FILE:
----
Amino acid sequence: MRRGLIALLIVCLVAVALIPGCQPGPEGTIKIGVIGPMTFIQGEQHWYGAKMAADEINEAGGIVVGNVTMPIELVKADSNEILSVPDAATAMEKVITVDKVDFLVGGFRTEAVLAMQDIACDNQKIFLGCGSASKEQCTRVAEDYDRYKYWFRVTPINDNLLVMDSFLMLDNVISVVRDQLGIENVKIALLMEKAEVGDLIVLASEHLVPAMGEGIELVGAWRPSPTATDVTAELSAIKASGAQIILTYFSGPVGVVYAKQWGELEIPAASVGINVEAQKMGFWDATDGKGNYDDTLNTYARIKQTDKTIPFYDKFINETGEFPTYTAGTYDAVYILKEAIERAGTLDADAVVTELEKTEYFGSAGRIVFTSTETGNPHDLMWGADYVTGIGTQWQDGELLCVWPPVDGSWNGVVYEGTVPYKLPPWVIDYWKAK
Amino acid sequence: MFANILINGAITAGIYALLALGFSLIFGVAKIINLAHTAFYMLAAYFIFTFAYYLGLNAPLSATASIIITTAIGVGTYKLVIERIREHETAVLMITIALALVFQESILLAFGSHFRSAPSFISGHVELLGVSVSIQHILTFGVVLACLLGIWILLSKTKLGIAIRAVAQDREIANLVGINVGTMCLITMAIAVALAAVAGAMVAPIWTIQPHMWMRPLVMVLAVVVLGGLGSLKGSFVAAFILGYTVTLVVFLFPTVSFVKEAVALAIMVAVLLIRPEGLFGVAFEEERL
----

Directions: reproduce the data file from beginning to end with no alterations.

Amino acid sequence: MRRGLIALLIVCLVAVALIPGCQPGPEGTIKIGVIGPMTFIQGEQHWYGAKMAADEINEAGGIVVGNVTMPIELVKADSNEILSVPDAATAMEKVITVDKVDFLVGGFRTEAVLAMQDIACDNQKIFLGCGSASKEQCTRVAEDYDRYKYWFRVTPINDNLLVMDSFLMLDNVISVVRDQLGIENVKIALLMEKAEVGDLIVLASEHLVPAMGEGIELVGAWRPSPTATDVTAELSAIKASGAQIILTYFSGPVGVVYAKQWGELEIPAASVGINVEAQKMGFWDATDGKGNYDDTLNTYARIKQTDKTIPFYDKFINETGEFPTYTAGTYDAVYILKEAIERAGTLDADAVVTELEKTEYFGSAGRIVFTSTETGNPHDLMWGADYVTGIGTQWQDGELLCVWPPVDGSWNGVVYEGTVPYKLPPWVIDYWKAK
Amino acid sequence: MFANILINGAITAGIYALLALGFSLIFGVAKIINLAHTAFYMLAAYFIFTFAYYLGLNAPLSATASIIITTAIGVGTYKLVIERIREHETAVLMITIALALVFQESILLAFGSHFRSAPSFISGHVELLGVSVSIQHILTFGVVLACLLGIWILLSKTKLGIAIRAVAQDREIANLVGINVGTMCLITMAIAVALAAVAGAMVAPIWTIQPHMWMRPLVMVLAVVVLGGLGSLKGSFVAAFILGYTVTLVVFLFPTVSFVKEAVALAIMVAVLLIRPEGLFGVAFEEERL